Public agencies prevailed in 71% of CEQA cases analyzed.
Latham & Watkins is pleased to present its third annual CEQA Case Report. Throughout 2019 Latham lawyers reviewed each of the 45 California Environmental Quality Act (CEQA) appellate cases, whether published or unpublished. Below is a compilation of the information distilled from that review and a discussion of the patterns that emerged from those cases. Latham has continued to monitor CEQA cases throughout 2020 and regularly posts key summaries to this blog.
The California Courts of Appeal issued 44 CEQA opinions, while the California Supreme Court issued one CEQA opinion: Union of Medical Marijuana Patients, Inc. v. City of San Diego et al. Significantly, in Union of Medical Marijuana Patients, the Supreme Court considered CEQA’s definition of a project and held that a lead agency should consider reasonably foreseeable potential physical impacts on the environment at the beginning of the CEQA process and disagreed with arguments that a public agency may delay the environmental analysis of a zoning ordinance to a later date. The Supreme Court explained that the test for whether a proposed activity constitutes a “project” under CEQA is whether, by its general nature, such activity is capable of causing a direct or reasonably foreseeable indirect physical change in the environment, and the test is applied without considering the likely actual impact of the activity.
Of the 45 appellate CEQA cases in 2019, 13 were published, 28 were unpublished, and 4 were partially published. Figure 1 (right) shows all 45 cases sorted by topic. The greatest number of cases (20 of the 45, or 44%) focused on Attorneys’ Fees, Justiciability, and Other Procedures. This category includes issues such as mootness, statutes of limitations, waiver, and res judicata. This represents a shift from 2018, when the plurality of CEQA cases (49%) centered around Environmental Impact Reports (EIRs). In 2019, just 14 of the 45 cases (31%) focused on EIRs. In 2019, five cases focused on Supplemental Review, three cases focused on Exemptions and Exceptions, and three cases focused on Mitigated Negative Declarations.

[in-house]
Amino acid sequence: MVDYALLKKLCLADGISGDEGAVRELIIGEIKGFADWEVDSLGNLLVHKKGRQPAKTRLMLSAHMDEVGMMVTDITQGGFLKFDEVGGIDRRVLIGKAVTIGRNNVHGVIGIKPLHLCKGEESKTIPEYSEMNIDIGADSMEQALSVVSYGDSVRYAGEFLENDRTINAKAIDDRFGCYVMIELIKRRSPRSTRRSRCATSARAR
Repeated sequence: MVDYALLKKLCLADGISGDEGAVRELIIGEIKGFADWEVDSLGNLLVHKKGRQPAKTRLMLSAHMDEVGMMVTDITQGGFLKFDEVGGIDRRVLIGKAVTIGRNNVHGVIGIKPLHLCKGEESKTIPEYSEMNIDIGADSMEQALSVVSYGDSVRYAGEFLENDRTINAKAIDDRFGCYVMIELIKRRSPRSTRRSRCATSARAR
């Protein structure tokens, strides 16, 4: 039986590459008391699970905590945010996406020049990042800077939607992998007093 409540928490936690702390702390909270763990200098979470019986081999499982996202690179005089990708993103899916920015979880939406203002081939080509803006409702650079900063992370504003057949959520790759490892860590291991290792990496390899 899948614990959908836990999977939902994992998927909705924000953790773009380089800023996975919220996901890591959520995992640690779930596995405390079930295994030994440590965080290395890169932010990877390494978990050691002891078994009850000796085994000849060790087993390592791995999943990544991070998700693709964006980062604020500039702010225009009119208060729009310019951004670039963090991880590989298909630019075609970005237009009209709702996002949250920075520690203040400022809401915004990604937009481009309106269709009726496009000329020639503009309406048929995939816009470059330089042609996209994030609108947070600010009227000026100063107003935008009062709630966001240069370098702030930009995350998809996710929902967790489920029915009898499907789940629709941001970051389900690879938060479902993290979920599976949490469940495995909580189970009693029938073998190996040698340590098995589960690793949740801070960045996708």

Figure 2 (right) shows the distribution of cases among California’s six appellate districts, as well as the percentage of cases in each district where the public agency prevailed. As was the case in 2018, the Sixth District was the only district in which the public agency prevailed in all cases. In contrast, public agencies did not prevail in a single case in the Fifth District, albeit with a small sample size of just three CEQA cases.
Figure 3 (below) separates cases by topic and shows whether the public agency prevailed in each type of case. For purposes of this summary, if the public agency lost on any issue it was deemed not to have prevailed. Overall, public agencies prevailed in 32 of the 45 cases, or 71% of the time, up slightly from a 65% win rate in 2018 and 2017. The public agency prevailed in 65% of Attorneys’ Fees, Justiciability, and Other Procedures cases and 64% of EIR cases. Notably, the public agency prevailed in every Mitigated Negative Declaration case in 2019.
COVID-19 Update: Statutes of Limitations Tolled in 2020
COVID-19 reached California in early 2020 and resulted in statewide closures and shelter-in-place orders. The ongoing pandemic continues to impact civil litigation — including CEQA litigation — throughout the state.
On April 6, 2020, the Judicial Council of California issued Emergency Rule 9 tolling statutes of limitations for all “civil causes of action” until 90 days after the Governor lifts the COVID-19 pandemic state of emergency. Although the effect on all civil causes of action was significant, the rule was particularly remarkable with respect to limitation periods for challenging land use approvals, which are typically short — 30, 35, 90, or 180 days under CEQA and California’s Planning and Zoning Law.
However, on May 29, 2020, the Judicial Council amended Emergency Rule 9 to end the tolling for statutes of limitations and repose of 180 days or less on August 3, 2020. The Judicial Council stated that the amendment would “provide certainty and reasonable notice to litigants of the end of the tolling period, without overly impacting the construction industry and homebuilding or other areas in which the Legislature has mandated short statutes of limitation.” The result is a total tolling period of approximately four months. Some projects approved shortly before or during the COVID-19 emergency might be delayed as statutes of limitations run for longer than CEQA decrees. In light of the ongoing pandemic, Latham anticipates the issuance of some court opinions in CEQA cases to be delayed in 2020.
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Read the full CEQA Case Report: 2019 Year in Review.